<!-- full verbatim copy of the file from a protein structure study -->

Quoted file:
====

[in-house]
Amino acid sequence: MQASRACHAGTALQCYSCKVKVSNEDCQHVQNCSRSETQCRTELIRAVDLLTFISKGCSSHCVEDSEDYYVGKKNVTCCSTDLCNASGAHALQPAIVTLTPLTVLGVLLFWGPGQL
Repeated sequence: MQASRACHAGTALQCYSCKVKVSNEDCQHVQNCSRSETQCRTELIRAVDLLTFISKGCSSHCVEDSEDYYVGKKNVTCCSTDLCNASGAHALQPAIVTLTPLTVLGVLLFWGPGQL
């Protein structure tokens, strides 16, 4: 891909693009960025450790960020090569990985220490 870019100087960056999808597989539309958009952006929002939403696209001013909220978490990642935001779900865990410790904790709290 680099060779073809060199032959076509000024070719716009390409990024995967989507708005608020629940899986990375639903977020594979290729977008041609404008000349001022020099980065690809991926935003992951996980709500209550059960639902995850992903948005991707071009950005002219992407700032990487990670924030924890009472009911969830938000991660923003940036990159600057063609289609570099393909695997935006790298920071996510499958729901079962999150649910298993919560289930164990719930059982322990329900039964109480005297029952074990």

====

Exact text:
[in-house]
Amino acid sequence: MQASRACHAGTALQCYSCKVKVSNEDCQHVQNCSRSETQCRTELIRAVDLLTFISKGCSSHCVEDSEDYYVGKKNVTCCSTDLCNASGAHALQPAIVTLTPLTVLGVLLFWGPGQL
Repeated sequence: MQASRACHAGTALQCYSCKVKVSNEDCQHVQNCSRSETQCRTELIRAVDLLTFISKGCSSHCVEDSEDYYVGKKNVTCCSTDLCNASGAHALQPAIVTLTPLTVLGVLLFWGPGQL
């Protein structure tokens, strides 16, 4: 891909693009960025450790960020090569990985220490 870019100087960056999808597989539309958009952006929002939403696209001013909220978490990642935001779900865990410790904790709290 680099060779073809060199032959076509000024070719716009390409990024995967989507708005608020629940899986990375639903977020594979290729977008041609404008000349001022020099980065690809991926935003992951996980709500209550059960639902995850992903948005991707071009950005002219992407700032990487990670924030924890009472009911969830938000991660923003940036990159600057063609289609570099393909695997935006790298920071996510499958729901079962999150649910298993919560289930164990719930059982322990329900039964109480005297029952074990």